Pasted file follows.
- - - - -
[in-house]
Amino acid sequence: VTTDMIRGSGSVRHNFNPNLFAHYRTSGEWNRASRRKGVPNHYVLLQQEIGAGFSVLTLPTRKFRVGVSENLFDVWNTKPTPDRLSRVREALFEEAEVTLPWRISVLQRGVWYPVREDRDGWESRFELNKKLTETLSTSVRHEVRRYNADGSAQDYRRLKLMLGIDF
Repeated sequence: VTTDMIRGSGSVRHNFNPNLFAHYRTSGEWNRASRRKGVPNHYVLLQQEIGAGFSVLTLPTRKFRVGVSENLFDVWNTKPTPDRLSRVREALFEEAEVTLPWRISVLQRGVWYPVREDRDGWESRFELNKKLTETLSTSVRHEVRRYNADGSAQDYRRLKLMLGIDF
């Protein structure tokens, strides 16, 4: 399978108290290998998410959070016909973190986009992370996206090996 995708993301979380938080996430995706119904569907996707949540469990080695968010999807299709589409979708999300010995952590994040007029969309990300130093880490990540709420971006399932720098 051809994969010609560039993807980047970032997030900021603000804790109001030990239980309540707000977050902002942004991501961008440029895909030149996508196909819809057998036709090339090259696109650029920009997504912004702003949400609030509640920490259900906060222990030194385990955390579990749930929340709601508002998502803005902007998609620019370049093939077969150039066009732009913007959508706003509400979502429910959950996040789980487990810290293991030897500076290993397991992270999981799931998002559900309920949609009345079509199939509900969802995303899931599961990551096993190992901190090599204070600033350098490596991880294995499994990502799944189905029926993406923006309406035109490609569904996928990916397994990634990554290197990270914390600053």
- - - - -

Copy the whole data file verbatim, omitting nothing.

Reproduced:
[in-house]
Amino acid sequence: VTTDMIRGSGSVRHNFNPNLFAHYRTSGEWNRASRRKGVPNHYVLLQQEIGAGFSVLTLPTRKFRVGVSENLFDVWNTKPTPDRLSRVREALFEEAEVTLPWRISVLQRGVWYPVREDRDGWESRFELNKKLTETLSTSVRHEVRRYNADGSAQDYRRLKLMLGIDF
Repeated sequence: VTTDMIRGSGSVRHNFNPNLFAHYRTSGEWNRASRRKGVPNHYVLLQQEIGAGFSVLTLPTRKFRVGVSENLFDVWNTKPTPDRLSRVREALFEEAEVTLPWRISVLQRGVWYPVREDRDGWESRFELNKKLTETLSTSVRHEVRRYNADGSAQDYRRLKLMLGIDF
């Protein structure tokens, strides 16, 4: 399978108290290998998410959070016909973190986009992370996206090996 995708993301979380938080996430995706119904569907996707949540469990080695968010999807299709589409979708999300010995952590994040007029969309990300130093880490990540709420971006399932720098 051809994969010609560039993807980047970032997030900021603000804790109001030990239980309540707000977050902002942004991501961008440029895909030149996508196909819809057998036709090339090259696109650029920009997504912004702003949400609030509640920490259900906060222990030194385990955390579990749930929340709601508002998502803005902007998609620019370049093939077969150039066009732009913007959508706003509400979502429910959950996040789980487990810290293991030897500076290993397991992270999981799931998002559900309920949609009345079509199939509900969802995303899931599961990551096993190992901190090599204070600033350098490596991880294995499994990502799944189905029926993406923006309406035109490609569904996928990916397994990634990554290197990270914390600053």